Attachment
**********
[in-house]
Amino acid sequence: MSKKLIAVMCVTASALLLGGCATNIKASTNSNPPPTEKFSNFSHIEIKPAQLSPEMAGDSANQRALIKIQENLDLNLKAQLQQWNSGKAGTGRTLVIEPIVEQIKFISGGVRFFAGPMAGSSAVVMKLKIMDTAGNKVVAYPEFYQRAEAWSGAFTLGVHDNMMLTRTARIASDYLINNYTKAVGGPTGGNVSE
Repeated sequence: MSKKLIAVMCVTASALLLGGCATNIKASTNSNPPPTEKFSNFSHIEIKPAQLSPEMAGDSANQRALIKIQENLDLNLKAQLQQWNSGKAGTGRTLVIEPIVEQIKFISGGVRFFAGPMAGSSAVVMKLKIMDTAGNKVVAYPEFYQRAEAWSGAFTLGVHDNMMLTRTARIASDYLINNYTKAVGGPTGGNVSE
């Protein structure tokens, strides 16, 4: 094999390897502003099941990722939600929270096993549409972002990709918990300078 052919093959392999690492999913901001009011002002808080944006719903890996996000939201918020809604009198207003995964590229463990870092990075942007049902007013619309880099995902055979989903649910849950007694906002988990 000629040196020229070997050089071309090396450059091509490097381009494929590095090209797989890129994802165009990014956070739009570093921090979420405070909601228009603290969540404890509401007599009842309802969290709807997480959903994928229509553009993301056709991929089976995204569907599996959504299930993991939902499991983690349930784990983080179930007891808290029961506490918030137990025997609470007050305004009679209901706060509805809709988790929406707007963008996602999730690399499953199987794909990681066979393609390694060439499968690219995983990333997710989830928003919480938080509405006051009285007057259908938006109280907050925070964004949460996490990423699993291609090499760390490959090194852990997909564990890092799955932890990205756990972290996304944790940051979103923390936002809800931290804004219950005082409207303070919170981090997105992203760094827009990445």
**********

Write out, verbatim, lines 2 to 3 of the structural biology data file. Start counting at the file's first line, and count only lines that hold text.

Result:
Amino acid sequence: MSKKLIAVMCVTASALLLGGCATNIKASTNSNPPPTEKFSNFSHIEIKPAQLSPEMAGDSANQRALIKIQENLDLNLKAQLQQWNSGKAGTGRTLVIEPIVEQIKFISGGVRFFAGPMAGSSAVVMKLKIMDTAGNKVVAYPEFYQRAEAWSGAFTLGVHDNMMLTRTARIASDYLINNYTKAVGGPTGGNVSE
Repeated sequence: MSKKLIAVMCVTASALLLGGCATNIKASTNSNPPPTEKFSNFSHIEIKPAQLSPEMAGDSANQRALIKIQENLDLNLKAQLQQWNSGKAGTGRTLVIEPIVEQIKFISGGVRFFAGPMAGSSAVVMKLKIMDTAGNKVVAYPEFYQRAEAWSGAFTLGVHDNMMLTRTARIASDYLINNYTKAVGGPTGGNVSE